L’Europe profonde

I realise that agricultural policy rarely sets hearts and minds racing. But the recent farmers’ protests in Europe provide fundamental lessons in contemporary political science. Their significance rests not only on the fact that they constitute one of the rare victorious protests of recent decades. Nor that the protesters represent one of the most protected classes on the planet (and perhaps the two are not unconnected). Nor because the victory consisted in reasserting their right to poison water, land and air (and perhaps the three are connected). Nor even because of the extraordinary submissiveness and munificence of both national governments and the European Union­ (and are these four things not connected?). The lessons go far beyond that. But let’s start with the facts.

The recent outbreak of farmers’ protests began in Germany on 18 December, when 8,000 to 10,000 demonstrators and at least 3,000 tractors descended on Berlin’s Brandenburg Gate. Demonstrations continued in the capital and spread throughout the country in the weeks that followed, by which time French farmers were also in revolt, proclaiming a ‘siege of Paris’ on 29 January and blocking its motorways. Similar protests broke out across ten other EU countries, including Spain, Czechia, Romania, Italy and Greece. The initial unrest was triggered by Germany’s Constitutional Court, which had forbidden the governing ‘traffic light’ coalition from using unallocated Covid-19 funds to balance its budget. Forced to look elsewhere, the government curtailed subsidies and introduced new taxes affecting agricultural motor vehicles and diesel.

Hence the revolt of the farmers, who added further items to their cahier de doléances. This included the EU measure excluding those who do not set aside 4% of their land each year from subsidies. It should be noted that this is only a tentative first step towards allowing the land to recover and giving it some relief from nitrogenous fertilisers which, when released into the air, contribute 310 times more than carbon dioxide to the greenhouse effect (4% of all soil does not seem like much of a sacrifice to prevent it from deteriorating completely). The farmers also joined with their Polish confrères who have been protesting for a year against the tax-free import of Ukrainian agricultural products (wheat, maize, rape, poultry, eggs), in a dispute that complicates official narratives of unshakeable European solidarity with the war effort.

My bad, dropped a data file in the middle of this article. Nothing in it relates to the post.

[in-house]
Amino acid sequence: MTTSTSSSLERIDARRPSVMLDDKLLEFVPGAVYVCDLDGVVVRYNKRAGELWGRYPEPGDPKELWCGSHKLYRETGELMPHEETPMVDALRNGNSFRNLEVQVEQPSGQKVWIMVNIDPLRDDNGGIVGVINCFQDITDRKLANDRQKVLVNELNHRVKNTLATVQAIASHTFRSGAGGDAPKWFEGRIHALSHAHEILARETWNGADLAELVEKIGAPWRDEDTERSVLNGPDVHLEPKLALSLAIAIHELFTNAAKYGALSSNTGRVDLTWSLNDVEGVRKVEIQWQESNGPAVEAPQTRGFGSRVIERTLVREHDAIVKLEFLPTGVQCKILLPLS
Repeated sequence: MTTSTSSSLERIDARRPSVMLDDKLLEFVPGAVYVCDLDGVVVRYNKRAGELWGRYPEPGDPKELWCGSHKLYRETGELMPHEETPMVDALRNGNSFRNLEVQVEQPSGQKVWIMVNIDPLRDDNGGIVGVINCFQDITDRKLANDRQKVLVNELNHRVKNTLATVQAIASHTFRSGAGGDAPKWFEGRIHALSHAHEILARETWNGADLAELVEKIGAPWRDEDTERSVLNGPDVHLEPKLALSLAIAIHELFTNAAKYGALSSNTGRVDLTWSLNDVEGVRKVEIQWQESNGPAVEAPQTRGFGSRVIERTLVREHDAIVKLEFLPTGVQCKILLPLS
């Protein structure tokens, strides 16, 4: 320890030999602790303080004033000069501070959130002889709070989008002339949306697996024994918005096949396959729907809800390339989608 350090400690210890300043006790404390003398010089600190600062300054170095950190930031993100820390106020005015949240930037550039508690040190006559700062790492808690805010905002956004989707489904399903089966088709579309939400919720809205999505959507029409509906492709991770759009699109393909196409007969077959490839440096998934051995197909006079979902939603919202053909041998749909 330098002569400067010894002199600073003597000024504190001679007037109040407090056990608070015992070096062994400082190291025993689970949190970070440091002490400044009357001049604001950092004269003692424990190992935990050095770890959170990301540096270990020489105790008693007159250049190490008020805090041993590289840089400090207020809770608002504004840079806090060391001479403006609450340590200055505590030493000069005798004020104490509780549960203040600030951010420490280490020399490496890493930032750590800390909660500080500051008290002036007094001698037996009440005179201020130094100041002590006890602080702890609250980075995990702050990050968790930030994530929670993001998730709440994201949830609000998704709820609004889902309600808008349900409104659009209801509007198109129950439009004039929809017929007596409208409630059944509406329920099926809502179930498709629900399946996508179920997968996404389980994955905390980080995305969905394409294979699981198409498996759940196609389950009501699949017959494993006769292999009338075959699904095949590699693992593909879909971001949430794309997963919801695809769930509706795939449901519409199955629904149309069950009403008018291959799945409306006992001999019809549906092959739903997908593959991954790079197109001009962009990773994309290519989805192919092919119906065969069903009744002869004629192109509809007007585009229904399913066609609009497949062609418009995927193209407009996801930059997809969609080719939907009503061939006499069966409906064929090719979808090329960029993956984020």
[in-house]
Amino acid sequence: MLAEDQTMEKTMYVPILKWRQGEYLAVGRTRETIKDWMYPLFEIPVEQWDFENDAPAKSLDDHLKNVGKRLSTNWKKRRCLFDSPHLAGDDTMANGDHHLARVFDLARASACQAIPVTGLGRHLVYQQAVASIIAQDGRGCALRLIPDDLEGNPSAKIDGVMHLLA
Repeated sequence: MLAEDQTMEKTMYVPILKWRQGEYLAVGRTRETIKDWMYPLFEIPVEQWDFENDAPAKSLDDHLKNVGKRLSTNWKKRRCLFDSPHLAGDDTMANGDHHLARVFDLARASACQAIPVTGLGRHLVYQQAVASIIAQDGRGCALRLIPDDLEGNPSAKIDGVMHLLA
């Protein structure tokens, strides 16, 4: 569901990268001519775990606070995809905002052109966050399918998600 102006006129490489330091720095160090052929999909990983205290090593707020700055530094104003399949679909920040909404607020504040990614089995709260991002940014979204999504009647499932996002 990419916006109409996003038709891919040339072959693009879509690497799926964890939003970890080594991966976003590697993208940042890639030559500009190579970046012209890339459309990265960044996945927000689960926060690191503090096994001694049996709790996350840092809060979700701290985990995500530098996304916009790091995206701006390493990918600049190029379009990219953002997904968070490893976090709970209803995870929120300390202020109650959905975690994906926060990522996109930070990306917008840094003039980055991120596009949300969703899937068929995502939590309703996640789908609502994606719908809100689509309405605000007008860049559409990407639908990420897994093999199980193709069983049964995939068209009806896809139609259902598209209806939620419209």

The protests thereby took on an anti-EU character, which is rather surprising in light of the figures. For the EU allocates more than a third of its total budget (€58.3 billion out of a total €169.5 billion in 2022) to farmers, though they produce only 2.5% of the Union’s GDP and represent only 4% of European workers (and actually much less in the large producing countries – France, Italy, Germany, Spain and the Netherlands – because a third reside in Romania alone). German farmers receive around €7 billion from the EU as well as €2.4 billion from the German federal state. The protests are all the more astonishing when one considers average net profits: €115,400 for the 2022/23 crop year, marking an 45% increase over the previous one. Producers of fodder for livestock farming did especially well, with more than €143,000, while arable farmers made an average of €120,000. The farmers are therefore protesting after a record year of profits.

European farmers have now been a protected class for more than sixty years, following the introduction of the Common Agricultural Policy (CAP) in 1962. Initially, this protection (import barriers, tax relief, subsidies, and guaranteed prices in the first decades) made electoral and political sense, as farmers still represented 29% of the population in Italy and 17% in France (to give two examples); but today, dedicating a third of EU resources to less than a twentieth of the population seems highly questionable. This is all the more true when one takes into account the evolution of the CAP. In the beginning it was based on centralised price support: products were bought by Brussels when their price fell below a threshold, and were then resold or simply destroyed. This method had several shortcomings: it stimulated overproduction, particularly of milk, fruit and cereals. In the 1980s, millions of tonnes of agricultural commodities were wasted. Moreover, because production was higher on large farms, agribusiness giants received the lion’s share of subsidies and relief.